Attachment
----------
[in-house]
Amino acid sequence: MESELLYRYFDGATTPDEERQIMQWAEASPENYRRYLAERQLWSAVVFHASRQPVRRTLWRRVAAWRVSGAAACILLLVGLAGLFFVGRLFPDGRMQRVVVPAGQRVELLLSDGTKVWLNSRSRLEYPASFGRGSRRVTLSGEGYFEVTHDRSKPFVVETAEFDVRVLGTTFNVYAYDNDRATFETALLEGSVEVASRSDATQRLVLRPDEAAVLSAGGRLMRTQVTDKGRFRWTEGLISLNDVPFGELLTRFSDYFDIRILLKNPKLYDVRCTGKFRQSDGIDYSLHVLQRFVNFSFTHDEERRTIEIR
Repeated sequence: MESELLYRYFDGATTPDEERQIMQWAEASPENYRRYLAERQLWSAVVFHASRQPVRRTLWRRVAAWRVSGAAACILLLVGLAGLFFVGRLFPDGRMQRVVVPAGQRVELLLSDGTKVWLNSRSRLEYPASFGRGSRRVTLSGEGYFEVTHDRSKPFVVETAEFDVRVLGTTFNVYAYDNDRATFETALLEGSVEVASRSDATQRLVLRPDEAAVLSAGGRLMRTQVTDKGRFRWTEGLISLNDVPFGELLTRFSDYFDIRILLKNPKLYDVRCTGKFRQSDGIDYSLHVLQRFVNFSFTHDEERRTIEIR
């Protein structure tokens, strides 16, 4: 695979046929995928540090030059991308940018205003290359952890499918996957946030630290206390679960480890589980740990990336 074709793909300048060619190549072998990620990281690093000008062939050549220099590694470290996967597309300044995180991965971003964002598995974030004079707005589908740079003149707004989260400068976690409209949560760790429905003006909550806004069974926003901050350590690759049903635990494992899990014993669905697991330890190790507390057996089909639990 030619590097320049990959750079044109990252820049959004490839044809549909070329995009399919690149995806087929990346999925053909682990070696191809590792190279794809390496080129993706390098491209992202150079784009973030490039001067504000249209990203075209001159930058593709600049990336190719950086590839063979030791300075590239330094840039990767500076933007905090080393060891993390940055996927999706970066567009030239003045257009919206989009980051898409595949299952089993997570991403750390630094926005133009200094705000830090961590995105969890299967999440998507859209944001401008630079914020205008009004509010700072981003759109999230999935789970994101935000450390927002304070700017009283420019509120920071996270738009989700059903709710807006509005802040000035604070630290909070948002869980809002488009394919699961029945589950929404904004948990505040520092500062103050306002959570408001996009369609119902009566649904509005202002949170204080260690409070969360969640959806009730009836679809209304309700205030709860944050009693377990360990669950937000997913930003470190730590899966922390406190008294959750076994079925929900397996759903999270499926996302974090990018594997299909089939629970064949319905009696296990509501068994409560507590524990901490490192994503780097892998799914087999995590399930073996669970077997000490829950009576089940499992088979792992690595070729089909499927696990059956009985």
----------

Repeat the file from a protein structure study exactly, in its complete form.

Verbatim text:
[in-house]
Amino acid sequence: MESELLYRYFDGATTPDEERQIMQWAEASPENYRRYLAERQLWSAVVFHASRQPVRRTLWRRVAAWRVSGAAACILLLVGLAGLFFVGRLFPDGRMQRVVVPAGQRVELLLSDGTKVWLNSRSRLEYPASFGRGSRRVTLSGEGYFEVTHDRSKPFVVETAEFDVRVLGTTFNVYAYDNDRATFETALLEGSVEVASRSDATQRLVLRPDEAAVLSAGGRLMRTQVTDKGRFRWTEGLISLNDVPFGELLTRFSDYFDIRILLKNPKLYDVRCTGKFRQSDGIDYSLHVLQRFVNFSFTHDEERRTIEIR
Repeated sequence: MESELLYRYFDGATTPDEERQIMQWAEASPENYRRYLAERQLWSAVVFHASRQPVRRTLWRRVAAWRVSGAAACILLLVGLAGLFFVGRLFPDGRMQRVVVPAGQRVELLLSDGTKVWLNSRSRLEYPASFGRGSRRVTLSGEGYFEVTHDRSKPFVVETAEFDVRVLGTTFNVYAYDNDRATFETALLEGSVEVASRSDATQRLVLRPDEAAVLSAGGRLMRTQVTDKGRFRWTEGLISLNDVPFGELLTRFSDYFDIRILLKNPKLYDVRCTGKFRQSDGIDYSLHVLQRFVNFSFTHDEERRTIEIR
């Protein structure tokens, strides 16, 4: 695979046929995928540090030059991308940018205003290359952890499918996957946030630290206390679960480890589980740990990336 074709793909300048060619190549072998990620990281690093000008062939050549220099590694470290996967597309300044995180991965971003964002598995974030004079707005589908740079003149707004989260400068976690409209949560760790429905003006909550806004069974926003901050350590690759049903635990494992899990014993669905697991330890190790507390057996089909639990 030619590097320049990959750079044109990252820049959004490839044809549909070329995009399919690149995806087929990346999925053909682990070696191809590792190279794809390496080129993706390098491209992202150079784009973030490039001067504000249209990203075209001159930058593709600049990336190719950086590839063979030791300075590239330094840039990767500076933007905090080393060891993390940055996927999706970066567009030239003045257009919206989009980051898409595949299952089993997570991403750390630094926005133009200094705000830090961590995105969890299967999440998507859209944001401008630079914020205008009004509010700072981003759109999230999935789970994101935000450390927002304070700017009283420019509120920071996270738009989700059903709710807006509005802040000035604070630290909070948002869980809002488009394919699961029945589950929404904004948990505040520092500062103050306002959570408001996009369609119902009566649904509005202002949170204080260690409070969360969640959806009730009836679809209304309700205030709860944050009693377990360990669950937000997913930003470190730590899966922390406190008294959750076994079925929900397996759903999270499926996302974090990018594997299909089939629970064949319905009696296990509501068994409560507590524990901490490192994503780097892998799914087999995590399930073996669970077997000490829950009576089940499992088979792992690595070729089909499927696990059956009985």